Case file for Keizaburo Koyama from the Federal Bureau of Investigation. Page 4 of 6.

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ddr-one-5-101 (Koyama012; 2016.23.12; NDD978084)

Dr. Keizaburo Koyama Family Collection

Photocopy of a declassified report on Keizaburo Koyama. The page starts with a review of the 1928 census which states that Koyama entered the United States in December of 1918 and that he has a wife, a son named Katsumi, and two daughters named Eva and Kes. Myron Johnston, a neighbor of Koyama, tracked Koyama's family schedule and noted that Koyama often came home around 11 or 12 o'clock and that his wife and kids attended the local Methodist Church. Johnston stated that Koyama considered the Japanese-Chinese war as undiplomatic on Japan's part and that it was instigated by a small military group and was not desired by most Japanese. Johnston went on to say that Koyama sends his son to the Japanese language school. Johnston said he and Koyama have golfed together on several occasions and that he has never heard of Koyama disparaging the United States, but should Koyama start asking suspicious questions, Johnston would inform the police immediately. The report notes that on December 10, 1941 at 4:00, Koyama was picked up by Lieutenant William Browne and Officer Lawrence P. O'Halloran. They did a complete search of Koyama's office and cataloged the evidence they collected. Koyama provided written permission for the search. He was then delivered to Immigrant Inspector Louis C. Hafferman at the U.S. Court House, Portland, Oregon at 4:30 PM. He was interrogated by Inspector Clarence J. Wise.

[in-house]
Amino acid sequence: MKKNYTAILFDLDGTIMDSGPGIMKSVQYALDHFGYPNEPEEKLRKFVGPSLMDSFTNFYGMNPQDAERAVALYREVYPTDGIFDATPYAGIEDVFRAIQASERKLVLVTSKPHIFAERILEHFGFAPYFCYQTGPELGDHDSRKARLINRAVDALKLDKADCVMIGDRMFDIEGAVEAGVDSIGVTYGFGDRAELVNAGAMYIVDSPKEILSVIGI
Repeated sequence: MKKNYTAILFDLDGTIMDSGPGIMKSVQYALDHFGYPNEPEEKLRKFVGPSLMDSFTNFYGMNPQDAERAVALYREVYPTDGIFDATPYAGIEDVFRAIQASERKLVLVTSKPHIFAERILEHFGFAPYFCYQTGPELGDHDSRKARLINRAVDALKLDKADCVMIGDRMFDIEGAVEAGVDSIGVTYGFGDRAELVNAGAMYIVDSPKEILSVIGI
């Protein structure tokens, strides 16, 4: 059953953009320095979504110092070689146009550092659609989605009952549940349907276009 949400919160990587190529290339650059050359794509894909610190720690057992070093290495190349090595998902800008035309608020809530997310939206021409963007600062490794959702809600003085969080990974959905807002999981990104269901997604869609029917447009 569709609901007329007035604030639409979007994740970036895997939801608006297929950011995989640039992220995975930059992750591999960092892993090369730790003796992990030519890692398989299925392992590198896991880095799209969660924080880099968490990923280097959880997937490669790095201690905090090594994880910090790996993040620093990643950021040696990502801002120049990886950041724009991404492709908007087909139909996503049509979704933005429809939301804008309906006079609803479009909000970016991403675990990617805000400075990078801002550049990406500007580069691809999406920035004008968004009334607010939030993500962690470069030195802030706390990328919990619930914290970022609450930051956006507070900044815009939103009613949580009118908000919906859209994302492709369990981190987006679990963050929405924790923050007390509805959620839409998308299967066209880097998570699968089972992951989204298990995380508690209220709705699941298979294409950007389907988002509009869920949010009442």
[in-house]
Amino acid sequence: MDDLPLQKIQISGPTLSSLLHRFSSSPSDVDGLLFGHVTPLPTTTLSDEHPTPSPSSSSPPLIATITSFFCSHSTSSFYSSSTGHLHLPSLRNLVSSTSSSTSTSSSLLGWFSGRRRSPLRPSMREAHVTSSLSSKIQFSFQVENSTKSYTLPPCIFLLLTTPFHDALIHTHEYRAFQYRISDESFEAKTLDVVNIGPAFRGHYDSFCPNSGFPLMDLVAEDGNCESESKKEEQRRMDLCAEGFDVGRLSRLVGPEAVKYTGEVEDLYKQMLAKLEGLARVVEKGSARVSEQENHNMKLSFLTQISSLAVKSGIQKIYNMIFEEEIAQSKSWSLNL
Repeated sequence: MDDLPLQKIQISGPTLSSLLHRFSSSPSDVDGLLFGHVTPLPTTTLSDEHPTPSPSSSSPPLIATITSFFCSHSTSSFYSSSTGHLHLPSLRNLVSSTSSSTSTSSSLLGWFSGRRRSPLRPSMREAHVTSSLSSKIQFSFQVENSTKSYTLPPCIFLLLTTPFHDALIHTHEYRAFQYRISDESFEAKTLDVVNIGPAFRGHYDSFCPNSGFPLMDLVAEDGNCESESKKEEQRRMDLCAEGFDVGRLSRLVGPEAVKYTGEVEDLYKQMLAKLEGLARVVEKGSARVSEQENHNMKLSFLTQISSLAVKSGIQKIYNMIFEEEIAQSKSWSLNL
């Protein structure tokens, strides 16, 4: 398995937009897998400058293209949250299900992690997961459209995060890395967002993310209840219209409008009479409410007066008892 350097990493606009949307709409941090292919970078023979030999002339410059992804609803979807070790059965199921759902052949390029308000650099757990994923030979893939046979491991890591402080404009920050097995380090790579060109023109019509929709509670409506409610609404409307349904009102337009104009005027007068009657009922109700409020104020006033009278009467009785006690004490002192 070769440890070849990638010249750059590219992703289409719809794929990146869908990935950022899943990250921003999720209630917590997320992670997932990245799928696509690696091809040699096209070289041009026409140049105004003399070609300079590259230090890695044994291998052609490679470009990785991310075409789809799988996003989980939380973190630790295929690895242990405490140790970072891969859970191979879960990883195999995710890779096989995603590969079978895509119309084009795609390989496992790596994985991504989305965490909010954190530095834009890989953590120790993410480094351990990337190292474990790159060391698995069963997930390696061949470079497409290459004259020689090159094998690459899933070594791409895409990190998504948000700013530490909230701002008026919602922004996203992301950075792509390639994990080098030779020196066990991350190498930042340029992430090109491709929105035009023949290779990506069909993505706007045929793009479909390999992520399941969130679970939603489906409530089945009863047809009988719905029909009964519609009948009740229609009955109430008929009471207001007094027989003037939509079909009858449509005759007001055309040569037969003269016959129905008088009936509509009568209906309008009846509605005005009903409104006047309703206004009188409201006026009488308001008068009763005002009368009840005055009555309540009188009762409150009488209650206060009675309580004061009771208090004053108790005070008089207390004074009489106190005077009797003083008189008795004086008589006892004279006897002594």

January 14, 1942

Miscellaneous Documents


Japanese American Museum of Oregon; Portland, Oregon

Courtesy of Dr. Keizaburo Koyama Family Collection, Japanese American Museum of Oregon